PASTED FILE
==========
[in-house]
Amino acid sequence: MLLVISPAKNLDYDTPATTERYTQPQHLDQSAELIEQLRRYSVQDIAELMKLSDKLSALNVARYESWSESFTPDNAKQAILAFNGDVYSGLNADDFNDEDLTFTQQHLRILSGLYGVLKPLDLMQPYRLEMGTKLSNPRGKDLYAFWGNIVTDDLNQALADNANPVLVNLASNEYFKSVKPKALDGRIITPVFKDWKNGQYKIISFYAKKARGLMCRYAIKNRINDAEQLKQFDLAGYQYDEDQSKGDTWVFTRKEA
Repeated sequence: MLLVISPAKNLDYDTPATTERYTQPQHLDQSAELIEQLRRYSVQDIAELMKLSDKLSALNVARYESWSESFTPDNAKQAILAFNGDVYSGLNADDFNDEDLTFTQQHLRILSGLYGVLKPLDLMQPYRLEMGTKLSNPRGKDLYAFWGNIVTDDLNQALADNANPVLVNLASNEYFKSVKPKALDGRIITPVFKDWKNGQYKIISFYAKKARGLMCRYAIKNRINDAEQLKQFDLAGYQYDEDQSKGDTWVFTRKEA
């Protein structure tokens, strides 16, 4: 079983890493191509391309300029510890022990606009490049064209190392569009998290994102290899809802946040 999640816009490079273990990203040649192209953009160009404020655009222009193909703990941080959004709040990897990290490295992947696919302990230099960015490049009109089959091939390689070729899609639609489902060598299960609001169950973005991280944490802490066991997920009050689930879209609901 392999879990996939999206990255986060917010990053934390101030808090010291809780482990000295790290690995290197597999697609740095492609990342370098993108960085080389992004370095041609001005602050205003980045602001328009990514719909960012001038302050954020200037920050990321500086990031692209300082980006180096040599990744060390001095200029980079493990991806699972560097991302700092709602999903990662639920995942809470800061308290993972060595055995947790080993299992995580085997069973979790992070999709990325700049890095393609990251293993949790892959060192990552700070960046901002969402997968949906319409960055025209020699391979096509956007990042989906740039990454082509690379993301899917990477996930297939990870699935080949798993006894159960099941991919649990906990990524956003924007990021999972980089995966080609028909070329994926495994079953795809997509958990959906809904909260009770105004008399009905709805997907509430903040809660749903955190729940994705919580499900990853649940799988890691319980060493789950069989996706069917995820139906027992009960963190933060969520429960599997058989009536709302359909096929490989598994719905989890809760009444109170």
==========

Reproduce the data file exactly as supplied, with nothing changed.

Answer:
[in-house]
Amino acid sequence: MLLVISPAKNLDYDTPATTERYTQPQHLDQSAELIEQLRRYSVQDIAELMKLSDKLSALNVARYESWSESFTPDNAKQAILAFNGDVYSGLNADDFNDEDLTFTQQHLRILSGLYGVLKPLDLMQPYRLEMGTKLSNPRGKDLYAFWGNIVTDDLNQALADNANPVLVNLASNEYFKSVKPKALDGRIITPVFKDWKNGQYKIISFYAKKARGLMCRYAIKNRINDAEQLKQFDLAGYQYDEDQSKGDTWVFTRKEA
Repeated sequence: MLLVISPAKNLDYDTPATTERYTQPQHLDQSAELIEQLRRYSVQDIAELMKLSDKLSALNVARYESWSESFTPDNAKQAILAFNGDVYSGLNADDFNDEDLTFTQQHLRILSGLYGVLKPLDLMQPYRLEMGTKLSNPRGKDLYAFWGNIVTDDLNQALADNANPVLVNLASNEYFKSVKPKALDGRIITPVFKDWKNGQYKIISFYAKKARGLMCRYAIKNRINDAEQLKQFDLAGYQYDEDQSKGDTWVFTRKEA
């Protein structure tokens, strides 16, 4: 079983890493191509391309300029510890022990606009490049064209190392569009998290994102290899809802946040 999640816009490079273990990203040649192209953009160009404020655009222009193909703990941080959004709040990897990290490295992947696919302990230099960015490049009109089959091939390689070729899609639609489902060598299960609001169950973005991280944490802490066991997920009050689930879209609901 392999879990996939999206990255986060917010990053934390101030808090010291809780482990000295790290690995290197597999697609740095492609990342370098993108960085080389992004370095041609001005602050205003980045602001328009990514719909960012001038302050954020200037920050990321500086990031692209300082980006180096040599990744060390001095200029980079493990991806699972560097991302700092709602999903990662639920995942809470800061308290993972060595055995947790080993299992995580085997069973979790992070999709990325700049890095393609990251293993949790892959060192990552700070960046901002969402997968949906319409960055025209020699391979096509956007990042989906740039990454082509690379993301899917990477996930297939990870699935080949798993006894159960099941991919649990906990990524956003924007990021999972980089995966080609028909070329994926495994079953795809997509958990959906809904909260009770105004008399009905709805997907509430903040809660749903955190729940994705919580499900990853649940799988890691319980060493789950069989996706069917995820139906027992009960963190933060969520429960599997058989009536709302359909096929490989598994719905989890809760009444109170």